Fig. 1
figure1

Systematic research

Inclusion criteria and study selection

After identifying potential papers through a systematic search and removing duplicates, the titles, keywords, and abstracts were screened and assessed using the following inclusion criteria: (1) the study focused on SRH issues, such as fertility desire, contraceptive use, perinatal care experiences, and sexual life, of WLHIV with or without their partner or men living with HIV as the sample; (2) the study method was either qualitative, quantitative, or mixed; (3) the study was conducted in a Muslim-majority country where the estimated number of WLHIV had tended to increase from 2008 to 2017 [28, 32](See Table 1); and, (4) the paper was written in English. The results of this process were imported into Endnote. The full-text articles were re-screened and assessed independently by the three authors to obtain the final selection.

Table 1 Proportion of Muslim population, HIV prevalence, and number of WLHIV in the Muslim countries included in identifying potential articles. Adapted from Pew Research Centre (2011) and UNAIDS (2018)

Methodological quality appraisal

A formal quality assessment of the studies included into this review was conducted using the McGill Mixed Methods Appraisal Tools (MMAT) version 2011 [33]. This tool has been tested for its reliability and efficiency [34, 35] and has been utilized in several related publications [36,37,38]. Results of the quality assessment are presented in Table 2.

Table 2 Research summary of the included publications

Descriptive data extraction

An Excel matrix was compiled from details of the selected publications: author name and year of study, country, study type and sample characteristics, aim of study, key findings, the knowledge gaps of the papers, and MMAT-quality score. These details were then compared and synthesized (See Table 2).

Data synthesis

A convergent qualitative synthesis was adopted to structure the review in which the quantitative, qualitative, and mixed methods data were transformed into qualitative themes, concepts, and patterns using a qualitative thematic synthesis [30]. Initially, we listed predefined themes in which we assigned the data from the eligible studies. After all the data were compared and contrasted, similar results were grouped together into particular themes, and coded to formulate new themes [30, 31] (See Table 2). This thematic analysis was conducted using a hybrid deductive-inductive approach [30]. To ensure consistency and reliability of data synthesis, data analysis was conducted by the first author and independently reviewed by the remaining two authors. Disparities were resolved by discussion and consensus among the three authors.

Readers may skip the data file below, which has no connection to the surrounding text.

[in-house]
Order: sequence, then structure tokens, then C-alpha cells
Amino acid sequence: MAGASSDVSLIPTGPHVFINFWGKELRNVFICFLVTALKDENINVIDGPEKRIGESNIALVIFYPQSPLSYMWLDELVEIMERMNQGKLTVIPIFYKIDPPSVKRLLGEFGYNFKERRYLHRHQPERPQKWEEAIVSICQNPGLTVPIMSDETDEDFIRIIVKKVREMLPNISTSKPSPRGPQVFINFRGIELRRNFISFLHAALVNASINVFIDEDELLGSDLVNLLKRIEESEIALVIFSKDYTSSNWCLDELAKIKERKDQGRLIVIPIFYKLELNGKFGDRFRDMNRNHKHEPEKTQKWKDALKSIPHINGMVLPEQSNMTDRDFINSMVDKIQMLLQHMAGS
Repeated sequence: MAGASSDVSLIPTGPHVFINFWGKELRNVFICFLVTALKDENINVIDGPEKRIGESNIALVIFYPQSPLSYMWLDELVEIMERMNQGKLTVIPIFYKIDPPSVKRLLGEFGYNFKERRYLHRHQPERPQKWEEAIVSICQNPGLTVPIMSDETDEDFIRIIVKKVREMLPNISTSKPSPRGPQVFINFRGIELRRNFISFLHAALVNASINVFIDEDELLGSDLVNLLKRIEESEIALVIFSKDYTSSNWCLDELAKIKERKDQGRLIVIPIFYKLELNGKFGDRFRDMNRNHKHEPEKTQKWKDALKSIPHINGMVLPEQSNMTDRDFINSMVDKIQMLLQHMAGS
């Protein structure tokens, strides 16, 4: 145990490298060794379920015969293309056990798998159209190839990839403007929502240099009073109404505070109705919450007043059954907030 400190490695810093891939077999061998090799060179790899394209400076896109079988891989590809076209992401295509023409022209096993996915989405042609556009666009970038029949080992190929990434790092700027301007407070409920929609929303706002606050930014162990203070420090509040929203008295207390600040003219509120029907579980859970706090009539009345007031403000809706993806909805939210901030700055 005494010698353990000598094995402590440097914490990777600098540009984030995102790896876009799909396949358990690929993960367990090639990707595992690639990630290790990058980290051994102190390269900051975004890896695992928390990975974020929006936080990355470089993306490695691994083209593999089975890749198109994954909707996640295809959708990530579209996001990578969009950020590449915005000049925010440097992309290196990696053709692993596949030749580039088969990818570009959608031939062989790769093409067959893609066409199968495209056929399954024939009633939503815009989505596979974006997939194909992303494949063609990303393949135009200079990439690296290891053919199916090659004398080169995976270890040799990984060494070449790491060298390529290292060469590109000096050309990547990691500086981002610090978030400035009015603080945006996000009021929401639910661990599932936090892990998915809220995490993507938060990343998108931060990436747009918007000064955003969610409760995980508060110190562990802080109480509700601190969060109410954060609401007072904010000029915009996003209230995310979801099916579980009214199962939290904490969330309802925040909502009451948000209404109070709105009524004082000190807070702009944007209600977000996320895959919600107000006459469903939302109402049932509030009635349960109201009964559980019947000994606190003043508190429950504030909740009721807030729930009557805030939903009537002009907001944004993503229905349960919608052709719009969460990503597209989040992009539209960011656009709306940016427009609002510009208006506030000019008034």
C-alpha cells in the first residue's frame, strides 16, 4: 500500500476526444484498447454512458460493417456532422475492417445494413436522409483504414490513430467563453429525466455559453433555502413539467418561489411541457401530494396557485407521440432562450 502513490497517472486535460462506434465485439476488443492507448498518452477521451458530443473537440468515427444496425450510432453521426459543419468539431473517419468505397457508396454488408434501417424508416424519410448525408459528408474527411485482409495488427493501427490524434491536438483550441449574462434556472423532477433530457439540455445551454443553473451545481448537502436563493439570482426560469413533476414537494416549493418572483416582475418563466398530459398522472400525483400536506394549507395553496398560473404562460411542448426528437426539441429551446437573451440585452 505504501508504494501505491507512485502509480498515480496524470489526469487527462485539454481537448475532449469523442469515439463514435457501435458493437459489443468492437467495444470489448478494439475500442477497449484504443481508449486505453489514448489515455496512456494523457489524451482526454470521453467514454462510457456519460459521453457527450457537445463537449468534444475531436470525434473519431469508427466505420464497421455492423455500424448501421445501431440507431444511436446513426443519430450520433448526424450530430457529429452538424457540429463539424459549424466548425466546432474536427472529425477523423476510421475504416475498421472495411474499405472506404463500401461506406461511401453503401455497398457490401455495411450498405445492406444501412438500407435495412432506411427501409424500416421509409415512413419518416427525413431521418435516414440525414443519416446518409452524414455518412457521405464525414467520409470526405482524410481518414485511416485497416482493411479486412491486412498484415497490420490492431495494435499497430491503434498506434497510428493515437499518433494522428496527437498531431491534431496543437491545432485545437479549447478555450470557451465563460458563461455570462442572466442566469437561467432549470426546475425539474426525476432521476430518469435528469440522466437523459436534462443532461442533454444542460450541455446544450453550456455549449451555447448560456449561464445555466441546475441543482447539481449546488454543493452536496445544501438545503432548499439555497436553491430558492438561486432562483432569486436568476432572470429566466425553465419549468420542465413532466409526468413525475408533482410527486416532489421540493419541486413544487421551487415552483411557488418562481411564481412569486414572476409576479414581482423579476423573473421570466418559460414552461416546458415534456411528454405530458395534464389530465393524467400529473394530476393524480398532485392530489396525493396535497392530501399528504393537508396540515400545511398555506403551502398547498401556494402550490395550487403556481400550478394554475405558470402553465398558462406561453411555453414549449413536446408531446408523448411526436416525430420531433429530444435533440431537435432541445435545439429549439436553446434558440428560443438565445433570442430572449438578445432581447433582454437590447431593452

Results

Characteristic of studies

A total of 3452 records were identified from the database search. Figure 1 shows the literature search and elimination process conducted as per the MMAT guidelines; 97 potential full-text articles were read in detail by the reviewers, and 13 were identified for inclusion. The 13 articles, published between 2010 and 2017, reported findings from studies conducted in eight of the 20 eligible Muslim-majority countries, including Iran, Turkey, Lebanon, Sudan, Morocco, Bangladesh, Kazakhstan, and Indonesia. Tables 2 and 3 present summaries of the basic details of the 13 studies. The 13 papers included in this review consisted of four qualitative (30.8%), six quantitative non-randomized and descriptive (46.1%), and three mixed-methods studies (23.1%). Sample sizes ranged from 10 to 881 WLHIV who were interviewed or completed an individual questionnaire in a hospital (69.2%) or in a community-support group context. The authors of five papers (38.5%) reported on studies conducted in Iran [41, 42, 48, 49, 51], and five studies included an exploration of the SRH of men living with HIV [40, 44, 47, 48, 50].